WASHINGTON - A suicide bomber infiltrated a CIA base in eastern Afghanistan yesterday, killing at least eight Americans in what is believed to be the deadliest single attack on U.S. intelligence personnel in the eight-year war and one of the deadliest in the agency's history, U.S. officials said.

The attack represented an audacious blow to intelligence operatives at the vanguard of U.S. counterterrorism operations in both Afghanistan and Pakistan, killing officials whose job involves plotting strikes against the Taliban, al-Qaeda, and other extremist groups that are active on the frontier between the two nations. The facility that was targeted - Forward Operating Base Chapman - is in the eastern Afghan province of Khost, which borders North Waziristan, the Pakistani tribal area that is believed to be al-Qaeda's home base.

U.S. sources confirmed that all the dead and injured were civilians and said they believed that most, if not all, were CIA employees or contractors. At least one Afghan civilian also was killed, the sources said.

It is unclear how the assailant managed to gain access to the heavily guarded U.S.-run post, which serves as an operations and surveillance center for the CIA. The bomber struck in what one U.S. official described as the base's fitness center.

In addition to the dead, eight people were wounded, several seriously, U.S. government officials said.

Also yesterday, NATO announced that four Canadian troops and a journalist from Canada were killed in an explosion in Kandahar province, one of the most dangerous areas of southern Afghanistan. The international coalition said the journalist was traveling with the troops on patrol.

While many details of the attack on the CIA base remained vague, the attack appears to have killed more U.S. intelligence personnel than have died in Afghanistan since the U.S.-led invasion began in late 2001. The CIA has previously acknowledged the deaths of four officers in fighting in Afghanistan in the last eight years.

"It is the nightmare we've been anticipating since we went into Afghanistan and Iraq," said John McLaughlin, a former CIA deputy director who now serves on a board that supports children of CIA officers slain on the job. "Our people are often out on the front line, without adequate force protection, and they put their lives quite literally in jeopardy."

The CIA has declined to comment publicly on the attack until relatives of the dead are notified. A former senior agency official said it was the worst single-day casualty toll for the agency since eight CIA officers were killed in the 1983 attack on the U.S. Embassy in Beirut, Lebanon.

The CIA has been quietly bolstering its ranks in Afghanistan in recent weeks, mirroring the surge of military troops there. Agency officers coordinated the initial U.S.-led attack against the Taliban in Afghanistan in late 2001 and have since provided hundreds of spies, paramilitary operatives, and analysts in the region for roles ranging from counterterrorism to counter-narcotics.

The agency also operates the remote-control aircraft used in aerial strikes on suspected al-Qaeda and Taliban fighters in the lawless tribal provinces on the Pakistan side of the border.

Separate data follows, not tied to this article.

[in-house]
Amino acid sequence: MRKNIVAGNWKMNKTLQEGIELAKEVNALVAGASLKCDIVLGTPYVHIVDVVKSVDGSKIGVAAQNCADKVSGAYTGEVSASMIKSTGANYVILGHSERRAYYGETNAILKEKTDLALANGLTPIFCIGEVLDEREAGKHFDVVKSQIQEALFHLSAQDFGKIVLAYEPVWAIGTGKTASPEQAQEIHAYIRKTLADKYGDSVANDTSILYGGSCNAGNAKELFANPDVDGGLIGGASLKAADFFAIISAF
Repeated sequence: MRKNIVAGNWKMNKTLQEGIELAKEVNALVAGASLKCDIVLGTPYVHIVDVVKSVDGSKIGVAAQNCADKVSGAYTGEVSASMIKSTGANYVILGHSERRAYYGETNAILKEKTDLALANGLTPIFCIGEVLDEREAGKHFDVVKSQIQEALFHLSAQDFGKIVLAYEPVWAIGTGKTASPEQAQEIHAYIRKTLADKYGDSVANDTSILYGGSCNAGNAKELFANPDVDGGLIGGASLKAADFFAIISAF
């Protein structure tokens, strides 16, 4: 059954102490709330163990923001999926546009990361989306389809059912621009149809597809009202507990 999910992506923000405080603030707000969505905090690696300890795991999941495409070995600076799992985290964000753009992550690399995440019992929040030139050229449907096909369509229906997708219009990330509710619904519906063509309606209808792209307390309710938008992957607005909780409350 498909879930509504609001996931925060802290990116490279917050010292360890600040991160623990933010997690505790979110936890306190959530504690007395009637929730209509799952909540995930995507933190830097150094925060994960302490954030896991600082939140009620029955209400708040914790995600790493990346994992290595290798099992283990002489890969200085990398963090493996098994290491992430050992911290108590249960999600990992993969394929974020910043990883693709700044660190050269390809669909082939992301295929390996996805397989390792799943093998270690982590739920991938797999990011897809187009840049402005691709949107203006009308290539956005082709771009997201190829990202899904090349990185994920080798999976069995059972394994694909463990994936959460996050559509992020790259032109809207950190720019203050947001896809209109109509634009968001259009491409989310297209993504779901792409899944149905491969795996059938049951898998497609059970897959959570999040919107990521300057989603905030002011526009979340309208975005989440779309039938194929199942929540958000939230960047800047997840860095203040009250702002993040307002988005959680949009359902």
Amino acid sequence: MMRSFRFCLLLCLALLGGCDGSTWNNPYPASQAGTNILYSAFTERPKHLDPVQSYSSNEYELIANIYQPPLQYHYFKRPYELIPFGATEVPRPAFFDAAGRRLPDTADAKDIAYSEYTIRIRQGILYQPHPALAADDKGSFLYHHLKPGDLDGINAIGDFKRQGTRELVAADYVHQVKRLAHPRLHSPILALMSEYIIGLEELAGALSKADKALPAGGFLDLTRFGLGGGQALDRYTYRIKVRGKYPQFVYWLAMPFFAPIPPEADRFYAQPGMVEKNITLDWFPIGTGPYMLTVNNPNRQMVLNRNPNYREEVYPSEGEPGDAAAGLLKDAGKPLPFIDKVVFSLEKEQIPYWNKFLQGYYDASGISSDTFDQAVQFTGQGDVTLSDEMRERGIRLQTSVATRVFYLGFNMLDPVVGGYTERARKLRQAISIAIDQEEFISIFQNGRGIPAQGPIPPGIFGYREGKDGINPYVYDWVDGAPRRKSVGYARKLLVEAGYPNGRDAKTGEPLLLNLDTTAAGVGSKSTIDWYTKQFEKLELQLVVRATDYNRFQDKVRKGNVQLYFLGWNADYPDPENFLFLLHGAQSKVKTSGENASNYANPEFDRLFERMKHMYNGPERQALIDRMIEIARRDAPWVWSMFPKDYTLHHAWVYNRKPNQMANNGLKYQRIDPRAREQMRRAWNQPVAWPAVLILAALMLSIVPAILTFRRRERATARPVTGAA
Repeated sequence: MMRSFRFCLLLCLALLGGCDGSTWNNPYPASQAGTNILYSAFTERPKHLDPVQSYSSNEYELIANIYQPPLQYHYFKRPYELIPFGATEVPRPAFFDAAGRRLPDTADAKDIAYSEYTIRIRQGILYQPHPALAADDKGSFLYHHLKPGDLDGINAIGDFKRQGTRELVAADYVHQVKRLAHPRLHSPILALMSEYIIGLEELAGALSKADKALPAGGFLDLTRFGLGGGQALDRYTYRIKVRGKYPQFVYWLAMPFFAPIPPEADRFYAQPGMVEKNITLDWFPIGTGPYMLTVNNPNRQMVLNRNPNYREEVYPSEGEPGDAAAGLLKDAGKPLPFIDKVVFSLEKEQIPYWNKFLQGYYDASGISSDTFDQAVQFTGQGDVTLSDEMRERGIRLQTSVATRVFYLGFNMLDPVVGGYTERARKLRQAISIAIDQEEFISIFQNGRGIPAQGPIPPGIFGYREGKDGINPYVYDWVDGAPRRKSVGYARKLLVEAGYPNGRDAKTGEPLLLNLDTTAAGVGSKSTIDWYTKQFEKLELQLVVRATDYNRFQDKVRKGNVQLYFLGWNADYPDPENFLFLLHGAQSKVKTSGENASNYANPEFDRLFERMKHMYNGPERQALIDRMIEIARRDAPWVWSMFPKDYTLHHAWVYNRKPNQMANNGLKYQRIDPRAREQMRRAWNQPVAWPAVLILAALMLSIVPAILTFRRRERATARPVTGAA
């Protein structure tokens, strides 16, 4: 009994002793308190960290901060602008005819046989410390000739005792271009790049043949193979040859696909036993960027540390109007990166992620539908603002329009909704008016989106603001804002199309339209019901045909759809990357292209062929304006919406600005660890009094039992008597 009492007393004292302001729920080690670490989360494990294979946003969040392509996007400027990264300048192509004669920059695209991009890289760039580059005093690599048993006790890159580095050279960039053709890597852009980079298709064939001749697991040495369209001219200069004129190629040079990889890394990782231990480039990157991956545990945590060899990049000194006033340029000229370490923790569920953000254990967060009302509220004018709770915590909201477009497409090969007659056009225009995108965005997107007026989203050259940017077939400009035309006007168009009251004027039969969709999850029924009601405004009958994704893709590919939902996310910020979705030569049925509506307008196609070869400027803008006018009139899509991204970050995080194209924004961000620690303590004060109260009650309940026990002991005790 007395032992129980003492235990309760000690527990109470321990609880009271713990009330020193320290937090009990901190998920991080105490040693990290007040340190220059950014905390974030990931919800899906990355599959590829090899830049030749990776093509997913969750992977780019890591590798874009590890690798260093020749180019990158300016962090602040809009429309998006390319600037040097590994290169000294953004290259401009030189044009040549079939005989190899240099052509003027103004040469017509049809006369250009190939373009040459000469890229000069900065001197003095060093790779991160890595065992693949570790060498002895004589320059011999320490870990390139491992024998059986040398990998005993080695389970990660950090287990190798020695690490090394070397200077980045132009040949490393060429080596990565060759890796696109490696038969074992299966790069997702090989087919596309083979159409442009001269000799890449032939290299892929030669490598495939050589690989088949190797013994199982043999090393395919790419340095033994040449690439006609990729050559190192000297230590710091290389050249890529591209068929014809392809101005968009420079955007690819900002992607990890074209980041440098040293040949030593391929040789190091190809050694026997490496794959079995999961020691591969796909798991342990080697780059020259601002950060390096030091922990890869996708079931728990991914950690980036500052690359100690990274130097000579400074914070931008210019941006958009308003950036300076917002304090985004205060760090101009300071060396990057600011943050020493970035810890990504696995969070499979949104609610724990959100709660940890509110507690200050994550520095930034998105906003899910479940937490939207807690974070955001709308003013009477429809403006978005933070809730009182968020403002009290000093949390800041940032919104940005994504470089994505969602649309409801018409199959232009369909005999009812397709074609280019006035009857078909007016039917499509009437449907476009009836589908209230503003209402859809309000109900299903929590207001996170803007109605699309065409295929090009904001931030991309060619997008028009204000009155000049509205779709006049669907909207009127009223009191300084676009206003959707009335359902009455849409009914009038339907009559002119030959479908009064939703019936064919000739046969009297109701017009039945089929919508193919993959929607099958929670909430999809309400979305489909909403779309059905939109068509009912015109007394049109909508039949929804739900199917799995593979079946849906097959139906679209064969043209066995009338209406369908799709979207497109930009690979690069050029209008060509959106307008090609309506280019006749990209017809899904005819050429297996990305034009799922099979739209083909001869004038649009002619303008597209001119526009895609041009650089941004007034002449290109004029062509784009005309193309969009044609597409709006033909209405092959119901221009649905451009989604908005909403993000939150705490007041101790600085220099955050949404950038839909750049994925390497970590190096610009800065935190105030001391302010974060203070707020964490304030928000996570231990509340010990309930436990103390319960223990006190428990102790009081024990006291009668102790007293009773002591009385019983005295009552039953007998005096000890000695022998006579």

Intelligence experts who have visited U.S. bases in the region say the CIA officers at Chapman would have focused mainly on recruiting local operatives and identifying targets.

"The best intelligence is going to come from the field, and that means working closely with the Afghans," said Bruce Hoffman, a terrorism expert and professor at Georgetown University's School of Foreign Service.

The loss of experienced CIA field officers would be particularly damaging to U.S. efforts in the area "because they know the terrain," Hoffman said. "Every American death in a theater of war is tragic, but these might be more consequential given these officers' unique capabilities and attributes."

The bomber and those who aided him must have had very good intelligence to gain access to the secure base without arousing suspicion, he said.

U.S. military officials and diplomats confirmed yesterday's attack and the eight civilian deaths. "We mourn the loss of life in this attack," State Department spokesman Ian Kelly said.

NATO said that the four Canadian troops and a reporter embedded with their unit died when their armored vehicle hit a bomb while on an afternoon patrol south of Kandahar city.

The Canadian Press identified the journalist as Michelle Lang, 34, a health reporter with the Calgary Herald, who was on her first assignment to Afghanistan. She was recently engaged and planned to marry next summer, according to the newspaper.

"We are all very saddened to hear this tragic news," Alberta Health and Wellness Minister Ron Liepert said in a statement. "Michelle covered health issues with professionalism, accuracy and thoroughness. She was tenacious in her quest to inform Albertans, and for her diligence she was very well respected."

Dennis Skulsky, president and chief executive officer of Canwest Publishing, said in a statement on the company's Web site: "This is an unbelievable loss to her fiance, Michael, her family and the countless colleagues and friends at the Calgary Herald, Canwest News Service and across our organization."

Brig. Gen. Daniel Menard, commander of coalition forces in Kandahar, told Canadian Press early today that the soldiers were conducting a community security patrol to gather information about daily life in the area and how to maintain security.

This article contains information from the Associated Press.